He is survived by his wife, Leeta (Linn) Bailey of Amherst, who worked for 20 years at the Amherst College Library; by their three sons, Duane A. Bailey of Williamstown, Mass., Mark W. Bailey of Clinton, N.Y., and Gregory K. Bailey of Amherst; three grandchildren; and two brothers, Richard W. of Selah, Wash., and Donald L. of Tieton, Wash. A campus memorial service will be held at a date to be announced. The family has asked that memorial donations be made to the Critical Care Fund at the Cooley Dickinson Hospital in Northampton, Mass.
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A new book, Black Women of Amherst College, by Mavis C. Campbell, a professor of history at the college, will soon be published by Amherst College Press. The 308-page volume includes a 57-page introductory essay by Campbell followed by her biographical sketches of 67 alumnae from the classes of 1980 through 1997. (To date, 256 black women have graduated from Amherst.)
The book is partly intended to be a companion to the 1976 work, Black Men of Amherst, written by the late Harold Wade '68. But whereas Wade's book was a history of many illustrious black male graduates from 150 years of the college's history, the young graduates profiled by Campbell date, of course, only from years since the college became coeducational in 1976. Her essay, though, provides an extensive, new review of the coeducational movement at Amherst and other collegesa movement that goes back to the 19th century.
In a Foreword to Black Women of Amherst College, President Gerety notes that Wade's earlier book appeared "the year that Amherst became coeducational, and in that sense it marked the end of one era but did not account for the beginning of another." He writes that he and Campbell agreed "it was time to correct the imbalance.
"Even so," Gerety says, "there was concern that the work might be premature... Most of our women graduates are still under 40 years of age, less than half way into their careers. Surely the story of their highest accomplishments is yet to be told. Happily, Professor Campbell's book puts that worry to rest." Her book
shows that Amherst's black alumnae, he writes, "have now begun to make names for themselves in their communities, their professions, and even the world." Each, he says, "brings honor to Amherst's name as well as to her own."
Campbell agrees, reporting that "the thrilling side to the writing of this bookthe labor-of-love aspectwas to see the impressive achievements of these black women within the relatively short period of coeducation at Amherst."
In a Preface to the new volume, Campbell's Amherst colleague, Theodore P. Greene, Winthrop H. Smith Professor of History, Emeritus, observes that "any reader browsing for a time among all these biographical sketches can gain some clearer understanding of the new world opening up for black women in America." In "soliciting, compiling, and ordering all this wealth of information on the first classes of black women to graduate from Amherst," Greene says, Campbell makes "a major contribution to the history and to the community of Amherst College."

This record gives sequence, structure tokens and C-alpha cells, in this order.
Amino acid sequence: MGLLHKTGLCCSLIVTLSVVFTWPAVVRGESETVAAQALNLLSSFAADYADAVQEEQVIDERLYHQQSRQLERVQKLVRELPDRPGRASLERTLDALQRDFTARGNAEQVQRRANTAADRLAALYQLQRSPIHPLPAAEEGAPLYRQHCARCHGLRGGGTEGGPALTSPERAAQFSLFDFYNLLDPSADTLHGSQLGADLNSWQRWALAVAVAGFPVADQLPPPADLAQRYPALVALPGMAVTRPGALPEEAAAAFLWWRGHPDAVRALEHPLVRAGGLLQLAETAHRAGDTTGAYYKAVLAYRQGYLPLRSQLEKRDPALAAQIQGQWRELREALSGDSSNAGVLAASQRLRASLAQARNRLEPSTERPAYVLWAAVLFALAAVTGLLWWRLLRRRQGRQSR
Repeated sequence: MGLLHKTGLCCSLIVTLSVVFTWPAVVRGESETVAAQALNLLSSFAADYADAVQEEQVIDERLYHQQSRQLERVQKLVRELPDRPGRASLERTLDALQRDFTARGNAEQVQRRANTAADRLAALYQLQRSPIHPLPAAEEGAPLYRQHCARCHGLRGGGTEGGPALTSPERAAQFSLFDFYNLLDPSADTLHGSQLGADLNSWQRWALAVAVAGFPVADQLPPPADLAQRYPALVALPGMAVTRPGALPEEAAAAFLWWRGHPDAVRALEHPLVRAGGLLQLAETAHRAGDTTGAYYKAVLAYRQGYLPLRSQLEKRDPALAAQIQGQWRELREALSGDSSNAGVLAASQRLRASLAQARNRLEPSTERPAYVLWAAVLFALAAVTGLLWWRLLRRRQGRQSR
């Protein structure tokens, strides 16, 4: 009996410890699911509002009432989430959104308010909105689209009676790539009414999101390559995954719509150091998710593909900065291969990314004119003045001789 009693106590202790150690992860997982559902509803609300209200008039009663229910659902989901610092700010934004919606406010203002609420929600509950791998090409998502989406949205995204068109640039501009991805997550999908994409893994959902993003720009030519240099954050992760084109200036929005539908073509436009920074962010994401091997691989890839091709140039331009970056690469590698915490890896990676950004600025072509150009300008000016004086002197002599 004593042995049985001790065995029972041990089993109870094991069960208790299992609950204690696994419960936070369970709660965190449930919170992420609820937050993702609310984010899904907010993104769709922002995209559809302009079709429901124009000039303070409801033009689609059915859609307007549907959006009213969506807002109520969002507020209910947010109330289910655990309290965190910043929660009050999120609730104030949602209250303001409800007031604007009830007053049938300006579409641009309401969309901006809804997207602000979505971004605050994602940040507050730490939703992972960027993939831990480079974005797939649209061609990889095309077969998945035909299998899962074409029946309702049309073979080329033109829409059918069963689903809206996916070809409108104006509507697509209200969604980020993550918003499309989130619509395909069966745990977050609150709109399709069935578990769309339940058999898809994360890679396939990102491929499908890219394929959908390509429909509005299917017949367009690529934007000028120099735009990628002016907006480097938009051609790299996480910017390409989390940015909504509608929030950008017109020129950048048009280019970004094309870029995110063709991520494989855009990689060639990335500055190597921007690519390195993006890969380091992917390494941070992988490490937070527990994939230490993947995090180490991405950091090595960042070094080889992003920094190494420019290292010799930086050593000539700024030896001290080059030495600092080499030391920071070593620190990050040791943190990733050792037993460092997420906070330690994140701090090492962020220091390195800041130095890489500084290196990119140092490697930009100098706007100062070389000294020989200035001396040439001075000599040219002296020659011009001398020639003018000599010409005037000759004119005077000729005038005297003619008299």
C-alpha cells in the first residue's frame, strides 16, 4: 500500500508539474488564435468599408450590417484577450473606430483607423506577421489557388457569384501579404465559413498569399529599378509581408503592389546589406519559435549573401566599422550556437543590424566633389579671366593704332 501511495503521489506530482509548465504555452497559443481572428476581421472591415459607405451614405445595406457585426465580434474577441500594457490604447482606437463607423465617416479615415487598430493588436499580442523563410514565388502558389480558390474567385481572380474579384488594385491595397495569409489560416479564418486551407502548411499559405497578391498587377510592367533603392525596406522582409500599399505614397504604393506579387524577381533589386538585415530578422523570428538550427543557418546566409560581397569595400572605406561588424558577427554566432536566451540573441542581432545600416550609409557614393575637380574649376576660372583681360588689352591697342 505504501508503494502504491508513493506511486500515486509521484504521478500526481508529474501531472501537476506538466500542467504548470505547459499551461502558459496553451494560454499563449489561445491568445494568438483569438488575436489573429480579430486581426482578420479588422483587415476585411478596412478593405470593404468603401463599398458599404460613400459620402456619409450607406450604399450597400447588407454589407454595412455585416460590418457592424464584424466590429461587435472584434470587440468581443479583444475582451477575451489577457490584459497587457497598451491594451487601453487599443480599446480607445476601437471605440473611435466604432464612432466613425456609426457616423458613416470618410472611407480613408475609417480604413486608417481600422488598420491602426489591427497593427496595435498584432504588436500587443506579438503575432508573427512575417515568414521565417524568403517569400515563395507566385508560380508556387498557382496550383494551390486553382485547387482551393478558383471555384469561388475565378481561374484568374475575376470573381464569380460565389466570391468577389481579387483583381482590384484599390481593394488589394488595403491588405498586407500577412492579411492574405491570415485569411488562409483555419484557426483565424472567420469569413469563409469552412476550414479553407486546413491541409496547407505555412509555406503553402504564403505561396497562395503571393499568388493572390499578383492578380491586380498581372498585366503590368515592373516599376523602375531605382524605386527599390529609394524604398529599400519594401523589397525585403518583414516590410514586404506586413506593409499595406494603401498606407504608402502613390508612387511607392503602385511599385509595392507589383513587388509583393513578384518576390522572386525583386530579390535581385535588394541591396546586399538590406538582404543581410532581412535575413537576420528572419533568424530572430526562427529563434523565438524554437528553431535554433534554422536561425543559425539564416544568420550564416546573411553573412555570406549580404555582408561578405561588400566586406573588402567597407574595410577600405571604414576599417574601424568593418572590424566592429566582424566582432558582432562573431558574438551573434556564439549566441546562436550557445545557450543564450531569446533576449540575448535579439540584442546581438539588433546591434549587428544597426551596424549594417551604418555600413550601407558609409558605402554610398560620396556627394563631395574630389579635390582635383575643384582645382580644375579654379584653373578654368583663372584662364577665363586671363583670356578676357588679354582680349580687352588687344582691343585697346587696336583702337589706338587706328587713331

When the book becomes available, this magazine will report how to obtain a copy.
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It was, perhaps, too early in the candidate's career to be an official state visit. But a visit to campus by Francisco Flores '81 had all the earmarks of an appearance by a foreign dignitary.
The majority-party candidate for president of El Salvador, Flores spent a day at Amherst in October meeting with students and former professors, speaking in classes and touring the campus. Accompanied by his wife, Lourdes, and a small delegation of advisers and supporters, Flores was trailed by reporters and TV crews from his native country, all eager for a look at Amherst College, which had been characterized by some El Salvador media organizations as a small, undistinguished institution in the hinterlands.
In President Gerety's first-year seminar on inner-city America, Flores fielded questions about racism, his country's infrastructure, and economic development in depressed regions, emphasizing the need for coalition building and working together across party lines. Flores also visited a Caribbean history class taught by Prof. Mavis Campbell (with whom he'd studied while an Amherst student), and outlined the beginnings of his commitment to politics, which was shaped, in part, when Lourdes's father was assassinated in front of Lourdes, Flores,
and their infant child.
A political science major at Amherst, Flores now represents El Salvador's ARENA Party. The presidential elections will be held in March.
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Student Antics Revisited
The undergraduate tomfoolery of "burying" textbooks and holding mock
funeral services for a particularly onerous class was introduced early in the college's first 50 years. Practiced on many campuses in the 19th century, this
tradition was periodically revived and abandoned at Amherst at different times during the 1860s, 1870s, and 1880s.
Planned in secret, the pageants included processions and burials or cremations. Mathematics courses, especially algebra and geometry, were the most frequent victims. Students observed the trappings of formal mourning. They composed "hymns" in Latin or Greek and sang "dirges" around funeral pyres. They prepared clever printed programs for each occasion, and secretly distributed them on the evening prior to the ceremonies, which normally took place in the early hours of the morning. These were class-sponsored events, seen as a way of demonstrating class spirit, and the programs always boldly identified the hosting class.